COLUMN: Taking the beach for granted

White Rock beached whale a reminder to take care of our oceans

The humpback whale that became beached on White Rock beach last week caused a tremendous outpouring of public sympathy and interest, but none of that could save the life of the whale, which was in severe distress long before it ended up on the breach.

It had somehow been caught up in fishing gear and likely wasn’t able to eat properly for some time. It was a sad ending for a magnificent creature.

Such concern for ocean creatures is laudable and is a far cry from the days when whales were killed so that a few small parts of their anatomy could be sold commercially. As a society, we have thankfully made some progress in this area.

I’ve lived in this area all my life and have spent many days and evenings in White Rock. To the best of my knowledge, this is the first incident of this type there, although there may be others I don’t recall.

I certainly remember when there was an offshore oil spill that affected the beach in the early 1970s. That was a lightning rod for many people here who, up until that time, had taken the beach for granted. It certainly gave a boost to the environmental movement which has now become much more powerful.

I sometimes wonder, though, if too many people who live in Surrey, Delta and White Rock still take their beaches for granted.

If the late W.W. Hastings was still alive, he would be reminding us of the importance of keeping the beaches as natural and pristine as possible.

He was a campaigner against industrial development along Mud Bay, which would certainly have had a significant impact on the area we call home. His voice was a lonely one at first, as this was in the early 1960s, long before it was fashionable to speak up for the environment and against business interests.

What made it ever more remarkable is that Hastings was a champion of business interests – a charter member of the Surrey Regional Chamber of Commerce (now the Surrey Board of Trade) and a business person himself.

Since that time, all three municipalities have done much more to give citizens access to the foreshore. White Rock has created the promenade (largely funded by pay parking), and a seaside stroll along the beach is a delight at all times of the year, particularly on a nice summer day. Let’s hope there will be such a thing this year.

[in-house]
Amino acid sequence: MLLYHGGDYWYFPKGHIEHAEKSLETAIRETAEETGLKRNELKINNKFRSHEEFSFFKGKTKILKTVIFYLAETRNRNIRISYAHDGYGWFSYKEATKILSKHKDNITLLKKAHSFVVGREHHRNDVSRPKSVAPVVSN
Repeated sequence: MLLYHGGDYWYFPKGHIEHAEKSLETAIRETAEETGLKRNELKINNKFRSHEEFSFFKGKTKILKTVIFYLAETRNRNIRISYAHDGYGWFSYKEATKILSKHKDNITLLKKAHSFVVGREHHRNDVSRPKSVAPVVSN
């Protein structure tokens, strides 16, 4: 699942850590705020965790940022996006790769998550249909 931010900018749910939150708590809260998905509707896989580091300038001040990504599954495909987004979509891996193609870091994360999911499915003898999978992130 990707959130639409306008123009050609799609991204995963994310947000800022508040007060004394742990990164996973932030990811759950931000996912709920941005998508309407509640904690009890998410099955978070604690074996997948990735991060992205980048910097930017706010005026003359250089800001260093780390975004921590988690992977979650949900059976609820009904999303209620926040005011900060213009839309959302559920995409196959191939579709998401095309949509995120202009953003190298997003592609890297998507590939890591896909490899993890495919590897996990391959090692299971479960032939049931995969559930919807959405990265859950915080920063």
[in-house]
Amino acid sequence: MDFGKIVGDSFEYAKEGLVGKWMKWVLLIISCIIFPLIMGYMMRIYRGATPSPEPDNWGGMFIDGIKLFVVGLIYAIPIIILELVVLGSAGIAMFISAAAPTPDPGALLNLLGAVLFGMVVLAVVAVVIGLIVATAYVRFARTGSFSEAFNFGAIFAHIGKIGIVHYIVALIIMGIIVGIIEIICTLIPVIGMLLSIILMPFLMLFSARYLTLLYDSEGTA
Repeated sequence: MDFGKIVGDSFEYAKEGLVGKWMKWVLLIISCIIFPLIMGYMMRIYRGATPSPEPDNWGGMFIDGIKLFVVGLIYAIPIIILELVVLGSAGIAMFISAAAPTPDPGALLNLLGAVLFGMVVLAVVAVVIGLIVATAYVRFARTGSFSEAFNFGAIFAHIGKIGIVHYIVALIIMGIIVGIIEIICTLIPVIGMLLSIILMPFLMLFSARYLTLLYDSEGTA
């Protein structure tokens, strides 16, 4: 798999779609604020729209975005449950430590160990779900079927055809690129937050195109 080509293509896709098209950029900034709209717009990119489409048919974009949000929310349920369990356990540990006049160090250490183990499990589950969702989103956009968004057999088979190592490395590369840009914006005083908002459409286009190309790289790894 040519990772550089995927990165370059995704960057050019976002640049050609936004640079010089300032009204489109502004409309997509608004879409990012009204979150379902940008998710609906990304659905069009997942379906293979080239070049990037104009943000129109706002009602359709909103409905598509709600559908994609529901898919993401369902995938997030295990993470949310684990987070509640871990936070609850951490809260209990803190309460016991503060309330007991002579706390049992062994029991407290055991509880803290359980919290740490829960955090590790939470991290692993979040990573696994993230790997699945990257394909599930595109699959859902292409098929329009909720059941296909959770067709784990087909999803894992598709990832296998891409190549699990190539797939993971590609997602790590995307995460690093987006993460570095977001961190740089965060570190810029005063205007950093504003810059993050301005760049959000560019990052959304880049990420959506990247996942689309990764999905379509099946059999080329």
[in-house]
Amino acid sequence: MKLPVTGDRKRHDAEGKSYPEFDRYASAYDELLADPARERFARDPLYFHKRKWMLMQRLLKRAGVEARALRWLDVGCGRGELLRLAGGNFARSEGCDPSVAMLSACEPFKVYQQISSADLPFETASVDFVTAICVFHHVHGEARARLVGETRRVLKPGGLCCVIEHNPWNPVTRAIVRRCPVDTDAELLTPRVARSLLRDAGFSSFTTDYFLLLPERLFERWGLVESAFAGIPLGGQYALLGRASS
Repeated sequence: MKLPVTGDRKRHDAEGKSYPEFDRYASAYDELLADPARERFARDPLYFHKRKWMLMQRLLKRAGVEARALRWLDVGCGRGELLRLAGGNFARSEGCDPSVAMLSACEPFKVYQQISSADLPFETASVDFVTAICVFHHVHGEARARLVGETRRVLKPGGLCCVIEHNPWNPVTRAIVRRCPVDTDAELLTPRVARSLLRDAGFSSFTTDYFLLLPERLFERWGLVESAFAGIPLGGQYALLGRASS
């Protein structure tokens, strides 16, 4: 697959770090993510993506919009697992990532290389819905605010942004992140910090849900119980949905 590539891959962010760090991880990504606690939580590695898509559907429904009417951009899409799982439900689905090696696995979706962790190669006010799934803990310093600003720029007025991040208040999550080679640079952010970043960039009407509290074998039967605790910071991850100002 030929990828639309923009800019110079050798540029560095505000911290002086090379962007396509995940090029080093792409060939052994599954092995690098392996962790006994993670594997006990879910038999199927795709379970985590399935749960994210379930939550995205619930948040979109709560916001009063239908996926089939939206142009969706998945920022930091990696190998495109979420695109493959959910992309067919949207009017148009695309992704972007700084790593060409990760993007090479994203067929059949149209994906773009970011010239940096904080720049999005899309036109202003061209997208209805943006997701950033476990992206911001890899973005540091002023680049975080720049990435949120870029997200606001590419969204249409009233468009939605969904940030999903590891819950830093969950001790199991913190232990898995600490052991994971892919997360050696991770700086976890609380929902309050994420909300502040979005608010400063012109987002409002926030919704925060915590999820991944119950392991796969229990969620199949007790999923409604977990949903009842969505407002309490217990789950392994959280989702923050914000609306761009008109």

Eventually, I hope the promenade will extend all the way around Kwomais Point to Crescent Beach, but that is likely many years away.

Meanwhile, Surrey has established a wonderful park overlooking the ocean at Kwomais Point in Ocean Park, on the former United Church camp property. It offers an unparalleled vista of the ocean that simply can’t be seen from many other places.

Crescent Beach hasn’t changed much, but the beach, the paths and the overall atmosphere is very popular. The Blackie’s Spit area is a wonderful park and has become far more popular in recent years, thanks to Surrey’s growing population.

It is a busy place in the summer months.

Mud Bay Park is a relatively new Surrey park and has become a very popular walking locale. It is also a good starting point for a bike exploration of the dykes in Delta. It is possible to ride all the way to Point Roberts on the U.S. border, and hardly cross a city street.

Delta’s foreshore along Mud Bay and Boundary Bay doesn’t get the traffic that other oceanfront areas do, but it is still well worth visiting.

Many Surrey and Delta residents don’t always think about the beaches that are close by. They think of Vancouver beaches – and they are definitely wonderful. But our homegrown beaches are a delight, and are much easier to get to.

We all need to take full responsibility for ensuring that they are kept clean, free of pollution and accessible to all.

As the whale reminds us, many things go on in the Pacific Ocean – and when the results of those activities wash up on the beaches, it is those of us who live nearby who are the most directly impacted.

Frank Bucholtz writes Thursdays for the Peace Arch News. He is the editor of the Langley Times.

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